Republican candidates for president were out in force in South Carolina Tuesday.
Appearing in North Charleston, former U.S. Sen. Rick Santorum said the ongoing debate over the federal debt ceiling is a chance finally to pass a balanced-budget amendment and avoid such debates in the future.
“Ultimately, I believe there is enough support in the country and will be enough support in the Congress to do something big, and that is to pass a balanced-budget amendment,” Santorum said as he started a two-day campaign swing through South Carolina.
Appearing in the Upstate, former Utah Gov. Jon Huntsman, who has started slapping at GOP rival Mitt Romney’s job-creation record as Massachusetts governor, announced he had received endorsements from the family of a late S.C. governor. Carroll Campbell’s widow and two sons appeared with Huntsman to endorse him.
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Meanwhile, former House Speaker Newt Gingrich was in North Charleston Tuesday night for a town hall meeting sponsored by the Charleston Tea Party. Today, Gingrich speaks at a meeting of leaders of the state’s electric cooperatives in Charleston.
South Carolina’s GOP primary is the first in the South.
Santorum said the debt ceiling should not be raised without Congress passing a balanced-budget amendment. He acknowledged it would be years before such an amendment could be ratified by the states “but it will put us on a glide path, a responsible glide path” to trim federal spending.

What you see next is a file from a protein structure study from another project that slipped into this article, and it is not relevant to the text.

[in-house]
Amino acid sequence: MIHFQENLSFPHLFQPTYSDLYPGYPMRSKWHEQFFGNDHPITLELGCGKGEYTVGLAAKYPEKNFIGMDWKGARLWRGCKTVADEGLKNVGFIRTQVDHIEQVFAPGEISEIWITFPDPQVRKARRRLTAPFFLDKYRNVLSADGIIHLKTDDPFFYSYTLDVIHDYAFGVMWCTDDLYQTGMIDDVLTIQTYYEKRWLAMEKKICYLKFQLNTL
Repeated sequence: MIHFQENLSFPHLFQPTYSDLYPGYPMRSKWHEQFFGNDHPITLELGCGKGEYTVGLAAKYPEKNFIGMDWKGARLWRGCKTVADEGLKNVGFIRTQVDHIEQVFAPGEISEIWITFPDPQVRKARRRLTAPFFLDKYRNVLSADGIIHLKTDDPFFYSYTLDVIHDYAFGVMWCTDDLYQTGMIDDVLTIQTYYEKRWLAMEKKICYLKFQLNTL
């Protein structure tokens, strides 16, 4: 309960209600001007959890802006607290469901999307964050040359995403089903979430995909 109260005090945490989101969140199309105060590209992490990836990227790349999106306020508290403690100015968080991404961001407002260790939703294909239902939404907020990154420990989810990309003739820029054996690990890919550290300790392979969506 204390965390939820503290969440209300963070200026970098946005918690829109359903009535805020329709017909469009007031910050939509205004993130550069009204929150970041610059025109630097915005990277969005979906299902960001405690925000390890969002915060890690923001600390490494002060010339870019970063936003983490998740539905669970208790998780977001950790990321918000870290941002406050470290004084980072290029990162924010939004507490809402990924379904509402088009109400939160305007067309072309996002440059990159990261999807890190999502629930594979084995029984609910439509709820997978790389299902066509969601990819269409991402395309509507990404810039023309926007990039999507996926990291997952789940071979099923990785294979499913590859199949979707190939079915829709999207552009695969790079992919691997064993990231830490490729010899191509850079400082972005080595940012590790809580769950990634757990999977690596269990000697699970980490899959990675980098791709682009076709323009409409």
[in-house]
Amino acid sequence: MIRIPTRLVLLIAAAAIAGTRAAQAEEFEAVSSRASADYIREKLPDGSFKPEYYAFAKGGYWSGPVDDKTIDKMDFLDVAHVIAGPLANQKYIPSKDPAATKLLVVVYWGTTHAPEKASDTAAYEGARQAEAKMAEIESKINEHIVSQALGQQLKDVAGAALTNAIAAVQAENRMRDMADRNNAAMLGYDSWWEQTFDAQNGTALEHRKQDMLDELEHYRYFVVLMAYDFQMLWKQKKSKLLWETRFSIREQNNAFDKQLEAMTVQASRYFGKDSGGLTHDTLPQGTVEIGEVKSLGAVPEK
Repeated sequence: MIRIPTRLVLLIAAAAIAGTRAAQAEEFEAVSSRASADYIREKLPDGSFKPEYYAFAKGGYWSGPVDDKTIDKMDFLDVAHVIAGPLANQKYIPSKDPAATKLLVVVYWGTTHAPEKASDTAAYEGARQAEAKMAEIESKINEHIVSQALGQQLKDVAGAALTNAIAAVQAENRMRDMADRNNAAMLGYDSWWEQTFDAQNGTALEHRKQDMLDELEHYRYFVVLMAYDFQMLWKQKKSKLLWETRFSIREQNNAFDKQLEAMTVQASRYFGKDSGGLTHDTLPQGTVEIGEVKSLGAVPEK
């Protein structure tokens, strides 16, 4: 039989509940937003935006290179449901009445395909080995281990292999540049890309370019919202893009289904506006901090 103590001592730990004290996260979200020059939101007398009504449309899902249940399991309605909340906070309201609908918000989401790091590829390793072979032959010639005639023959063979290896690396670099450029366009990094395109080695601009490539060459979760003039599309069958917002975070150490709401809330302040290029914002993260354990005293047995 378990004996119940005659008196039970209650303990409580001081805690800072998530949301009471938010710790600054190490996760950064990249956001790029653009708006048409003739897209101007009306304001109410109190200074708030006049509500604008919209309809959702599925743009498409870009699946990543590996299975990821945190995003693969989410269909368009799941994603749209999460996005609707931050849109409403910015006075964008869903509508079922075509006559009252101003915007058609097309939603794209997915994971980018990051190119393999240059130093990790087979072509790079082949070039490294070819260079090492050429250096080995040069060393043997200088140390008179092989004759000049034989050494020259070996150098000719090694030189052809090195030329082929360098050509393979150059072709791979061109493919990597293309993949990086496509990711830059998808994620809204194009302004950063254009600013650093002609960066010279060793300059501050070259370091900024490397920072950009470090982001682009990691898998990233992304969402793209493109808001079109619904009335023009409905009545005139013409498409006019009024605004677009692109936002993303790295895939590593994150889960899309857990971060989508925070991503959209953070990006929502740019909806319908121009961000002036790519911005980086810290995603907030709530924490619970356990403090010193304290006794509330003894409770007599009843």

A balanced-budget amendment also would put the nation “back in the box that our founders intended,” the former Pennsylvania senator said. “We were a limited government and the intent of our country was to keep people free.”
Huntsman reveled Tuesday in the endorsement of Campbell’s family.
Campbell, South Carolina’s first two-term Republican governor, left office in 1995. He’s credited with engineering the GOP’s growth to dominance of the Palmetto State. Campbell died of a heart attack in 2005 at 65 after a four-year struggle with Alzheimer’s disease.
Huntsman said it’s time to start comparing the candidates’ records.
“We’re going to get out and talk about our record and how it might compare and contrast with others. I think that’s a perfectly legitimate thing to be doing at this point in the race,” he said.